Theatre: “Margulies’ ‘Time Stands Still’ at Oldcastle: Recording timeless war

Oldcastle has a small hit on its hands and one worth exploring if you like people who are thick with importance without being important themselves.

Time Stands Still

By Donald Margulies

Directed by Eric Peterson

“The camera is there to document life, not change it.”

Photojournalism takes its toll. Lives are disrupted and love is cut off at the knees. For Sarah and James their careers are the great divide in their relationship; she takes the pictures and he supplies the texts. They have done this together and apart for years and now, injured in the Middle East, Sarah comes home and nothing is ever the same again.

Their friend, photo-editor Richard, fails James and favors Sarah and brings along a girlfriend young enough to be their child, marries her and upsets the very delicate applestand that is their friendship. Pregnant Mandy remains maddeningly and judgmentally unaware of her role in the dissolution of three relationships. Life might imitate art, but in Donald Margulies’ fine play “Time Stands Still” on stage at Oldcastle Theatre Company in Bennington, Vermont, art is most definitely presenting a picture of life as it is lived in that world today.

Without humor this play would be a total drag, but the author, director and actors have infused the show with a lightness that makes even the toughest moments of drama into something quite compelling. Jason Guy, who plays James, the writer, has a face that shows every thought in his character’s head clearly and it is his voice and body language that often saves a moment from becoming maudlin. He is a living lesson in the art of acting and his character is also. James can keep his personal secrets like a champion and only when he is faced with no other choice but to blurt out his feelings and reactions does he let what is boiling inside burst through the surface. Jason Guy is a master at this technique; he’s amazing.

As his long-term girlfriend and momentary wife, Sarah, Marianna Bassham is not the same sort of actress. She progresses from critically wounded warrior to woman in charge through the play and her changes are visually striking as she keeps her emotional bombs from flaring up into incendiary levels. When these two are alone together in the superb Williamsburg, Brooklyn loft set designed by Carl Sprague you can practically see sparks jump from one character to another and you can always hear them ker-slapping against surfaces.

Richard Howe is at the top of his game as Richard, their friend, her former lover and the middle-age-crisis guy. The naturalness of his performance is fun to watch, his character is so easy to both like and despise. Howe makes Richard’s devotion to both Sarah and James believable and that keeps him the alter-catalyst in their changing friendship.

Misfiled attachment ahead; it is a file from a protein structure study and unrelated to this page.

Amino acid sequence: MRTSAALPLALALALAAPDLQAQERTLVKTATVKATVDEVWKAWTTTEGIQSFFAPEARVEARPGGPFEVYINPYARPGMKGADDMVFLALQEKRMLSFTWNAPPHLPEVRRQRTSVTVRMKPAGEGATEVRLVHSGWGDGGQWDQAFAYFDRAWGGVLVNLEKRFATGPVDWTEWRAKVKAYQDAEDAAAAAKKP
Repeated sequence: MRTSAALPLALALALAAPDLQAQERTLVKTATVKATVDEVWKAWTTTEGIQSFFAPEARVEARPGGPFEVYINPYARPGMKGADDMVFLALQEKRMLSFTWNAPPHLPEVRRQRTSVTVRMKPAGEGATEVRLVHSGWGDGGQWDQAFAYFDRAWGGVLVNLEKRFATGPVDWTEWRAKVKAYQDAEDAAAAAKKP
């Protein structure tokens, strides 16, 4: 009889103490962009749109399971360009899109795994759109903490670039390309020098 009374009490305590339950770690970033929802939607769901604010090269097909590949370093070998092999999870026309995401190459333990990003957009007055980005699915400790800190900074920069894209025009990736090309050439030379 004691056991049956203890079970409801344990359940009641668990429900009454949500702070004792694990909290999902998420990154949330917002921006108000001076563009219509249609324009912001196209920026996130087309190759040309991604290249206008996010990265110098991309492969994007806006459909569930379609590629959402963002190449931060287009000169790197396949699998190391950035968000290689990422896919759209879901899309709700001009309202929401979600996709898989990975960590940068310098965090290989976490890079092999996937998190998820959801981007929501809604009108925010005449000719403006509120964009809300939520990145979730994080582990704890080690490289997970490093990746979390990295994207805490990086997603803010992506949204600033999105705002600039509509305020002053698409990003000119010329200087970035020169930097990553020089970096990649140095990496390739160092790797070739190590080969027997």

The true catalyst of change is young Mandy, played with ease and a wonderful sense of awe by Kristin Parker. In her hands Mandy is always able to move through this world without ever being truly affected by it. Her changes are more physical than emotional, but her occasional outbursts seem to owe more to an innate understanding of the human condition than to true contemplation of the people with whom she is interacting.

Peterson has done a very good job of bringing these real people into his very real set and creating honest marriages of mind and spirit here. Nothing ever seems forced or imposed on this foursome. The director has them in the right space at the right time and nothing really stands still except the reality of how they deal with one another. For all four time has stopped in some ways and the world has moved on without them. Each recovery, at the end of each scene, brings them forward without them knowing what has happened outside their space. They are the world. The rest is memory.

The play is only a few years old but its sense is timeless. Iraq and its people play a role here, but really only a peripheral one for these people could have existed during World War II, or Vietnam, or at any time when a world embattled mirrored the lives of the people who lived and worked on the edges of those battle-filled times. Oldcastle has a small hit on its hands and one worth exploring if you like people who are thick with importance without being important themselves.

Time Stands Still plays through June 21 at Oldcastle Theatre located at  331 Main Street, Bennington, Vermont.

For information and tickets go to the Berkshire Edge calendar, contact the box office at 802-447-0564 or go on line to www.oldcastletheatre.org.